I guess the most interesting thing was the challenge of getting an entire story into a single issue - something that I hadn’t done, really, since the first three years of Cerebus - 1977 to 1980. At several points I thought we were spilling over into a second issue or a mini-series, but Howard kept a tight rein on things... Howard had been sending me Gun Fu since the first issue and I really liked the very stylized, almost geometric look that he and Joey Mason had developed between them. The first issue seemed to be too closely adhering to the Manga approach of few panels to the page so I suggested that Joey try putting more panels in - basically breaking the pages into quadrants where each quadrant could still have a Manga tone to it while giving the reader four times the entertainment. As soon as he upped the panel count he seemed to push the whole thing to a new level and then I just sat back in amazement with everyone else. And I’ve been sitting back in amazement ever since... The hip-hop dialect, y’all, comin’ from an Asian character in the late 1930s - and no one appearing even to notice. That was just too funny as far as I was concerned. Howard ran a class photo in an early issue that was half black kids and about a half dozen Asian kids. I really didn’t know until just a few weeks ago that Howard was one of the Asian kids. Before that I just assumed he was black.

Tuesday 10 January 2012

Tribute Art Round-Up #1

Cerebus (2011)
by Amancay Nahuelpan

Wild Cerebus (1998)
by Loren Lorente

Alone. Unmourned. Unloved. (2011)
by Christopher Mitten

Cerebus The Barbarian (2006)
by Chris Samnee

Cerebus (2009)
by Ben Templesmith

I Am A Grey Pig
by Travis Charest

Curls & Cerebus (2011)
by Carolyn Belefski

Retired (2004)
by Tim Hulsizer

Monday 9 January 2012

Diamondback Cards

Diamondback Cards (1981)
Top row: Magician, Priestess, Queen; Bottom row: King, Priest, Backcover
Art by Dave Sim

(from the essay at The Beguiling, 2004)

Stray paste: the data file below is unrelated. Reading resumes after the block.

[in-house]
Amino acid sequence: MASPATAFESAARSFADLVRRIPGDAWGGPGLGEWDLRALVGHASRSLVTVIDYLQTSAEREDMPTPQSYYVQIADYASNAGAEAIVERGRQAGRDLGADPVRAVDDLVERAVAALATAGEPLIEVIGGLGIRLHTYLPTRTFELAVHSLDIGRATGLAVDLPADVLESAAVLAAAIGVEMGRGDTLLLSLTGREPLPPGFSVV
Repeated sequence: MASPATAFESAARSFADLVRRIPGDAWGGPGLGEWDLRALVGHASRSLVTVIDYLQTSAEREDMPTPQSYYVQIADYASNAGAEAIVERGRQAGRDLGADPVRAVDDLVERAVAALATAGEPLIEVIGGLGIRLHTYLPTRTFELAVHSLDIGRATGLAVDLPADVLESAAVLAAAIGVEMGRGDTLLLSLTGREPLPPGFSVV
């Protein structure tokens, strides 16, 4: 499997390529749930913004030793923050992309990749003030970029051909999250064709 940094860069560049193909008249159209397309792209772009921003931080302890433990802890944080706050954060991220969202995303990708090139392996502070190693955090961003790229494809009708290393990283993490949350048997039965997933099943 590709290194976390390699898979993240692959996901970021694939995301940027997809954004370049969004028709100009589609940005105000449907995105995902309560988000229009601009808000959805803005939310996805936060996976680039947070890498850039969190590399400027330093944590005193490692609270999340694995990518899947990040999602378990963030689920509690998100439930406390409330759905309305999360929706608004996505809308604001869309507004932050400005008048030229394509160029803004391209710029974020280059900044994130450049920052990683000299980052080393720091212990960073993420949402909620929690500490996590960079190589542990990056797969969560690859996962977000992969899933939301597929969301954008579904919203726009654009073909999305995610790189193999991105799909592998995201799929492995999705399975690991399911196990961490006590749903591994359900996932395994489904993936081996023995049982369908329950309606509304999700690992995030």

Oddly enough, even while we were running the Cerebus’ Six Deadly Sins portfolio ad on the inside back cover of issues 26 through 30, the only mention of the first series of Diamondback Cards came in Deni's Note from the Publisher in issue 29, indicating that they were to be offered as a fan-club premium and would be sent to anyone joining the fan club prior to the 1981 San Diego Con. Shortly thereafter we would take over the running of the fan club from Fred Patten for several years but, the inescapable fact remained that Cerebus was never really a 'fan club' type of thing. As I recall, the first series of Diamondback Cards were our attempt to give Fred something to really attract enough fans to make his efforts worthwhile - they were printed on good quality cardstock, with four-colour backs and an illustrated envelope. But it was all for naught and when we folded the fan club we ended up selling most of the decks through Now & Then Books and through the mail at $3.00 or so per pack after the distributors had ordered an initial number of decks (as Deni mentioned in her Note from the Publisher in issue 32). The direct market, at the time, just wasn't set up to sell cards in any great quantity. Kind of funny when you consider that the collectible card market virtually swamped the comic-book field for a period of time in the late eighties and early nineties.

I really worked to make the cards as attractive as possible and even incorporated the images into the Cerebus Held Hostage sequence in issue 27 (High Society pages 40 to 46) to get that 'tie-in' thing happening. In doing the hand separations on the back, I used some of the most subtle four-colour combinations I had in my separations book and made sure every one of them was cut as cleanly as I could with an X-acto knife. A subtle shade of brown, a subtle shade of ruby red. Then the cards came back and Cerebus was an albino. I had forgotten to slap a basic 30% gray on 'im.  D’OH! 

Sunday 8 January 2012

Recommended: Jules Feiffer

George's Moon (reprinted in Passionella & Other Stories)
by Jules Feiffer

(from Note From The President, Cerebus #109, April 1988)
In anticipation of doing "Walking on the Moon" inspired by the Judge in Jules Feiffer's Little Murders, I have been surrounding myself with Feiffer Totems... Passionella & Other Stories including George's Moon a major inspiration for Book Seven [of Church & State], the original stage play of Little Murders (which Steve Bissette loaned to me and is never getting back. Sorry, Steve), Sick, Sick, Sick an early Feiffer collection, the Lonely Machine and Hostileman (the best comic book work ever published in Playboy) and, most significantly, Feiffer's interview in the September 1971 issue of Playboy.